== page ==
About the collection


With around two million media, the Bayerische Staatsbibliothek holds one of the world's largest and most important collections on historical sciences, with historically grown holdings.

Areas of collection emphasis 1949 to 2015

From 1949 to 2015, the Bayerische Staatsbibliothek managed the areas of collection emphasis "history, general" (8), "history of Germany, Austria and Switzerland" (8.1) and "history of France and Italy" (8.2) within the framework of the programme of supraregional literature provision funded by the German Research Foundation. With regard to these fields of specialisation, the Bayerische Staatsbibliothek endeavoured to acquire, catalogue and provide the scholarly relevant literature as comprehensively as possible, fulfilling the function of a reference library for history.

Specialised information service for scholarship and science since 2016

Since 2016, the German Research Foundation has funded a "Fachinformationdienst (FID) Geschichtswissenschaft" ("Specialised Information Service for Historical Studies"), which is set up by the Bayerische Staatsbibliothek and by the Deutsches Museum in Munich (sub-discipline history of technology). The FID Historical Studies offers a broad digital information service on the entire spectrum of historical sciences, developing a high-performance infrastructure that connects comfortably usable search functions with the supraregional provision of media relevant for the discipline.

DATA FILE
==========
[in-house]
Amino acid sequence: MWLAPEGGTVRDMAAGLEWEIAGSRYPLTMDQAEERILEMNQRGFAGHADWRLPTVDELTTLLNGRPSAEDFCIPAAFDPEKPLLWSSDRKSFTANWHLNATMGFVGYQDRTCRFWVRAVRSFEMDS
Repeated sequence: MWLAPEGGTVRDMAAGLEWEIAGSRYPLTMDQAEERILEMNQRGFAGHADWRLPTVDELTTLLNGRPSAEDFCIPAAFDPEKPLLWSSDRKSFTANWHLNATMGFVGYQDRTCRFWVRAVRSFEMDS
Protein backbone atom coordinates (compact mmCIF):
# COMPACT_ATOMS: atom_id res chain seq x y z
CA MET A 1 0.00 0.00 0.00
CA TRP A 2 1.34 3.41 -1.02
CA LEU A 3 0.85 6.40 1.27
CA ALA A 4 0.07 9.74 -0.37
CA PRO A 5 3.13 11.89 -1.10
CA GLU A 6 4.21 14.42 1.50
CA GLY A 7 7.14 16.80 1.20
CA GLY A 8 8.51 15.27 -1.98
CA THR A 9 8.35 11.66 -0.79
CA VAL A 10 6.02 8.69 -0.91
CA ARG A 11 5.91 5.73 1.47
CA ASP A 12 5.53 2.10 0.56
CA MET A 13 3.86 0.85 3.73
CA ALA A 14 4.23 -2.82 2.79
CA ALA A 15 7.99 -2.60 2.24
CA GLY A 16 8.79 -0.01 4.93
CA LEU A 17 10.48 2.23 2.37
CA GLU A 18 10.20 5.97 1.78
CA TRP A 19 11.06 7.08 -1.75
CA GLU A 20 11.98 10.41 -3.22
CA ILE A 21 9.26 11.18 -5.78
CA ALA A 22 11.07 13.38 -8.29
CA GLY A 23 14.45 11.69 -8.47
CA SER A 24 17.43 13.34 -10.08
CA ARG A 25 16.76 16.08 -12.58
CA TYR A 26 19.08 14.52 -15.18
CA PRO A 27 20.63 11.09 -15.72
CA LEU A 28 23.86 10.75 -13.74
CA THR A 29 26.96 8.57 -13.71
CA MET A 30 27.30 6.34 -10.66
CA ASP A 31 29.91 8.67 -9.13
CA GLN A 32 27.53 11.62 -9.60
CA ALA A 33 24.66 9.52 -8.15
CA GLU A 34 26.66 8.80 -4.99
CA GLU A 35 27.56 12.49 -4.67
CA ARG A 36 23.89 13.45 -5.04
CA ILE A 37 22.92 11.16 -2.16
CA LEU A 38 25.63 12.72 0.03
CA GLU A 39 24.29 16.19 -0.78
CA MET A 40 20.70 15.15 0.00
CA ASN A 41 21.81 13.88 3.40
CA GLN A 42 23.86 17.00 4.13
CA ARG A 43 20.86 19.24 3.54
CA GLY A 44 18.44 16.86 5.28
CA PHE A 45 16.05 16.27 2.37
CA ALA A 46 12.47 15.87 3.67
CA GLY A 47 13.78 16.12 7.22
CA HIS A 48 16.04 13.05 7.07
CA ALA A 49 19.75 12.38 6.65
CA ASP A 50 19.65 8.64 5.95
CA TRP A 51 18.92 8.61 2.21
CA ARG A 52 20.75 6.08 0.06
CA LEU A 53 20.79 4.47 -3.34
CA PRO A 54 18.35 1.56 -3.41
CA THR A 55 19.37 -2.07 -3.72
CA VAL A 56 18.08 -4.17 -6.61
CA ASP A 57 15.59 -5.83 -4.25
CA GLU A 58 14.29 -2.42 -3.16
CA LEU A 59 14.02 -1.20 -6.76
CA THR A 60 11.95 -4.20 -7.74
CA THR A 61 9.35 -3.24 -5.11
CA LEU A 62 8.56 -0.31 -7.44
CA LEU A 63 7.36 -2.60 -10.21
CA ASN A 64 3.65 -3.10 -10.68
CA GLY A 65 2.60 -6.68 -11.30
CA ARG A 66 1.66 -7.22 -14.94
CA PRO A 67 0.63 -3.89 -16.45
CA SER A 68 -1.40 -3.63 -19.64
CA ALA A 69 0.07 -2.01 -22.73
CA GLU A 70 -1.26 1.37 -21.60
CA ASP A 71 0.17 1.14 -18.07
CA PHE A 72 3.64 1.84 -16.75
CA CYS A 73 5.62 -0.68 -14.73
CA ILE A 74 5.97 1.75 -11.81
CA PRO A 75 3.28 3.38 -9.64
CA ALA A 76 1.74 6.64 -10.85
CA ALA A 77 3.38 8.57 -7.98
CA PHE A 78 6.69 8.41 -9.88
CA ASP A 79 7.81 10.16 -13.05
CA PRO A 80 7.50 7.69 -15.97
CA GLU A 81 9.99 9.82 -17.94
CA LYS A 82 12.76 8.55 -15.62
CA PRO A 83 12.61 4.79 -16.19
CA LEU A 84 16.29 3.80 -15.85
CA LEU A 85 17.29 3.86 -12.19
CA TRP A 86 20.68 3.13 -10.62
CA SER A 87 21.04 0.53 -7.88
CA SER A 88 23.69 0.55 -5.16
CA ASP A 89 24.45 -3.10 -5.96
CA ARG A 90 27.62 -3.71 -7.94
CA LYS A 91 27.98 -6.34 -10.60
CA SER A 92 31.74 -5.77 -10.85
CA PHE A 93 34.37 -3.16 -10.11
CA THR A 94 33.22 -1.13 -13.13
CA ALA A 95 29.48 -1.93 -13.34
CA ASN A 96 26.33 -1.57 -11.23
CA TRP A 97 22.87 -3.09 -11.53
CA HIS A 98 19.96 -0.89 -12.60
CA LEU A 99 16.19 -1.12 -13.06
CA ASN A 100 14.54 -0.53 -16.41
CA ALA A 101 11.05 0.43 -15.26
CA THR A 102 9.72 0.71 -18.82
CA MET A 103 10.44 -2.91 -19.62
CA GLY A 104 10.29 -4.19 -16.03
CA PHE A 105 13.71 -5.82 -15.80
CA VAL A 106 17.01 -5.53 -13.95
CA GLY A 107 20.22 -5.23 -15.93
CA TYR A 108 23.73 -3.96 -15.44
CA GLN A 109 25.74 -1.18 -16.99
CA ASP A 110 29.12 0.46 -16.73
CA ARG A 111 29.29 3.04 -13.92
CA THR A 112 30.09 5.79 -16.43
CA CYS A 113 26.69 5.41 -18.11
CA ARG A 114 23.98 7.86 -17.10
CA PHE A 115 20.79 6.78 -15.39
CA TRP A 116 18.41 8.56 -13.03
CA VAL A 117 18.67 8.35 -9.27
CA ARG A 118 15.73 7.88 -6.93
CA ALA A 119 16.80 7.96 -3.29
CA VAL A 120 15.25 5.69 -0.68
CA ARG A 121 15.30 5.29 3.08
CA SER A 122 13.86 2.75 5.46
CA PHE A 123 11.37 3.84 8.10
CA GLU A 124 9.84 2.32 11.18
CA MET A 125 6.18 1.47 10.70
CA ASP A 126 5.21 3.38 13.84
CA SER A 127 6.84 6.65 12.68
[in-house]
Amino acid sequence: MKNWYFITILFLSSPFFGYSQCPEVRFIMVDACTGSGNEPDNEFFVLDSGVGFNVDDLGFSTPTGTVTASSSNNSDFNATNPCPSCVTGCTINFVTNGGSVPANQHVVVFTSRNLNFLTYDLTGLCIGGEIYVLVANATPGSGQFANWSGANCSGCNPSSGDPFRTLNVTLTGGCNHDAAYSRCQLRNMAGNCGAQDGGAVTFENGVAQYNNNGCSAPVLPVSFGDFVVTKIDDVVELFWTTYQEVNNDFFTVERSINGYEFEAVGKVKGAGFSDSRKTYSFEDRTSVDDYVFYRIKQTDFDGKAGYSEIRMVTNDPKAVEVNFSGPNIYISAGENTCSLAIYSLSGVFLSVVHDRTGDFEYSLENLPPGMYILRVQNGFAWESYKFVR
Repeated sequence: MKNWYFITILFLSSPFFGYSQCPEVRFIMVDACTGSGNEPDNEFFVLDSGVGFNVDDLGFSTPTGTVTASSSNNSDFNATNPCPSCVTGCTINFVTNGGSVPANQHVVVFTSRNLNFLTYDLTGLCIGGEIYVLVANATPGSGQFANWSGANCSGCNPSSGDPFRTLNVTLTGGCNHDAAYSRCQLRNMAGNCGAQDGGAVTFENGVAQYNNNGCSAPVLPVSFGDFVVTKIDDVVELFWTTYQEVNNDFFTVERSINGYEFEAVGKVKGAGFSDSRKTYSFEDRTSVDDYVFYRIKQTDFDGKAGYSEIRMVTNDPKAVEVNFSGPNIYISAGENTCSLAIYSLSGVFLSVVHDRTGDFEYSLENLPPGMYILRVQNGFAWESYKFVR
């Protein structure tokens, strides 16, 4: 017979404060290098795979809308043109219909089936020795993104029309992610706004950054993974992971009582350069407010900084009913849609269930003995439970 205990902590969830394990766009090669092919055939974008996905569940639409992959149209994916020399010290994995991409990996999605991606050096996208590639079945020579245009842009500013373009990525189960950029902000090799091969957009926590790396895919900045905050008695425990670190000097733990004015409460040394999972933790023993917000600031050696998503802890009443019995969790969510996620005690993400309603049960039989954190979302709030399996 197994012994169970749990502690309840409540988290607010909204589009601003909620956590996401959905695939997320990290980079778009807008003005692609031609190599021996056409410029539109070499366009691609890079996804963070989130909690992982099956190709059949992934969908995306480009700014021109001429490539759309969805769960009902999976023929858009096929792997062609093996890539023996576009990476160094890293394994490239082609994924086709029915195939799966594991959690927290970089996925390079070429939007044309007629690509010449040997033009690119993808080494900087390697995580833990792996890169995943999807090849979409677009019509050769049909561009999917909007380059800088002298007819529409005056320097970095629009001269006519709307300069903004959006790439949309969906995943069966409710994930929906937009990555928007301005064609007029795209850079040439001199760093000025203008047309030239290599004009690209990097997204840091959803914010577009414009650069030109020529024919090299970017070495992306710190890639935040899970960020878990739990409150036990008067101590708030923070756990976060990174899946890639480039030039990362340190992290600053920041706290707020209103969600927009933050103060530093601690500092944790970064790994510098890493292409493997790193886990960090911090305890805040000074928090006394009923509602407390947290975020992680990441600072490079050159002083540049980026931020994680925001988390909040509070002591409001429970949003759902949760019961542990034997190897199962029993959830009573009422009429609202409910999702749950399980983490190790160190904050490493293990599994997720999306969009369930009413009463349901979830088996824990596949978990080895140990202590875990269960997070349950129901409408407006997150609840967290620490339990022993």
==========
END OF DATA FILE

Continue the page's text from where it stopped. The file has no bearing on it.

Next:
Broken down to regions, the FID Historical Studies encompasses world history, European history, the history of Germany, Austria and Switzerland, France and Italy, Spain and Portugal.


Regarding periods of time, the FID covers all epochs since the early Middle Ages.


With respect to content, the FID encompasses all disciplines of historical science. Among other things, focal points are auxiliary historical sciences, politics, parties, trade unions, constitution, administration, social and economic history, anthropological geography and studies of countries.


There are hardly any language limitations with respect to the information resources to be newly acquired. Partly, also less widely used European languages are covered in individual disciplines, provided that there is a peak demand for contents which are not available in more widely used languages.